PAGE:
Project Challenge

Replace two existing mechanical HVAC systems from the 1960s that served critical areas of the hospital. We had to schedule and manage any downtime risk carefully. We incorporated the existing equipment buried in the second-floor mechanical space and integrated the structural column in the area into the design of the new replacement air handling unit.


The engineer coordinated closely with the owner to design around built-in place and field-erected HVAC equipment. We designed two side-by-side air handling units, each capable of handling 65,000 CFM, to replace the existing systems. Units are 100% outside air makeup air units. The units were carefully located for proper service access, future component replacement, and redundant airflow to the building spaces. In addition, we built a vertical building column into one of the units.

Points of Interest

Air handling unit construction materials and major components were constructed of all aluminum or stainless steel materials. The all-aluminum construction included the 2-1/2” panels system, the structural support base, and the AHU walking surfaces. Internal components consisted of three levels of filtration (HEPAs, carbon, and pre-filtration), heat recovery, hot-water heating, chilled water cooling, steam humidification, and an 8-fan array. We supplied a temporary rental system to mitigate downtime concerns during the demolition of the mechanical room and the on-site construction of each new AHU. We erected each unit in place in less than three weeks. Stark Tech conducted field performance tests on both units to ensure they met the required performance standards. We performed air-leakage tests on the units at 8″ static pressure, ensuring less than 1/2% air leakage. We designed one of the units around an existing building column, carefully locating it within the AHU design to ensure proper airflow and unit serviceability. Each air system measured 28’L x18’W x 10’H. The designed unit height was within fractional inches of the existing building’s structural ceiling.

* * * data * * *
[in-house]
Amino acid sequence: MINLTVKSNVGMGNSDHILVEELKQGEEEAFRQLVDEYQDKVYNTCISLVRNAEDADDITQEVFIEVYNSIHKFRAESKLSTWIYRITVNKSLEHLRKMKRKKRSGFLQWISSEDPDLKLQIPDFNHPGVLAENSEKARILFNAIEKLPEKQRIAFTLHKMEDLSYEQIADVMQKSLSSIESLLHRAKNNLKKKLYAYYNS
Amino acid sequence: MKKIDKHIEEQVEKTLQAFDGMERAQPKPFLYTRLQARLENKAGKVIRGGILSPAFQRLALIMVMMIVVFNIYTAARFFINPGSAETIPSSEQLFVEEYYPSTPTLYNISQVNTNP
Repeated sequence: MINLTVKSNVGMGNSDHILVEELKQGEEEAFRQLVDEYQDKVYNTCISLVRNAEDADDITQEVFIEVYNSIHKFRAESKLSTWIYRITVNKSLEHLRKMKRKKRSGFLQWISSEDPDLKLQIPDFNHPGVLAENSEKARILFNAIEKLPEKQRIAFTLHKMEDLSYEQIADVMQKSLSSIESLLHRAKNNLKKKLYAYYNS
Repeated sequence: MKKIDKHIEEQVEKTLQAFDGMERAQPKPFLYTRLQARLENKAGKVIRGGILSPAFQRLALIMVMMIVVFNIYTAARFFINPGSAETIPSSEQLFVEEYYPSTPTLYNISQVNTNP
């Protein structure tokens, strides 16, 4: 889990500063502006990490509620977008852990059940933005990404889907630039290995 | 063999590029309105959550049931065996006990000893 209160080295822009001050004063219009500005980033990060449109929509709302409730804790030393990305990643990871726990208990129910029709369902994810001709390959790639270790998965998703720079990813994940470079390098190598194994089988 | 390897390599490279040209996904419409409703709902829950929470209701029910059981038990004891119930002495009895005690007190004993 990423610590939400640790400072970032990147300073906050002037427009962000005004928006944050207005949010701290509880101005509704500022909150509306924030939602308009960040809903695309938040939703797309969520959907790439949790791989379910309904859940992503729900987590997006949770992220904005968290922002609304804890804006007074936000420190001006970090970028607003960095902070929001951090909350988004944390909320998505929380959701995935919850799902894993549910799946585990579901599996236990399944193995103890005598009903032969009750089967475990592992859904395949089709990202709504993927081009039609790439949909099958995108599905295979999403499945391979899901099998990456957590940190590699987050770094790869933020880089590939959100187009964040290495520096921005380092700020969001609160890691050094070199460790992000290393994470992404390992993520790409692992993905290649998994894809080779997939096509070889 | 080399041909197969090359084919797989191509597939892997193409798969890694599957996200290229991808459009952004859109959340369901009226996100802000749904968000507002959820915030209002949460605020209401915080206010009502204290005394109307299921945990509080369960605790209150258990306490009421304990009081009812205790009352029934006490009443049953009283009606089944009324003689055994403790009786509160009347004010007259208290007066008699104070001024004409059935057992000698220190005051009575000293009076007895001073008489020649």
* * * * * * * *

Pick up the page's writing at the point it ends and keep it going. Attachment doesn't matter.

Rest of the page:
One of the main challenges to overcome in the design of this project was the column in the middle of the equipment room. Therefore, the teams built one of the air-handling units around this structural column. Another was installing the new systems without disrupting hospital operations. The solution involved bringing in a 100,000 CFM temporary system to supply air to operating suites and care areas while we erected the new AHUs on-site.

Air handling units were broken down into pieces and placed in shipping crates. Egress constraints to the space dictated the fragments from the roof area were brought through a mandoor to the interior mechanical room, and AHUs were then built in place.

The completed 3-1 Air Handling Unit within fractional inches between the top of the unit and existing building utilities and ceiling.

Project Contributors

  • Owner – Catholic Health/Mercy Hospital (Abbott Road)
  • Design Consultant – M/E Engineering
  • Installing Mechanical Contractor – Quackenbush Company
  • ATC Provider – U&S Services
  • Equipment Provider – Air Enterprises SiteBilt AHUs/ R.L. Kistler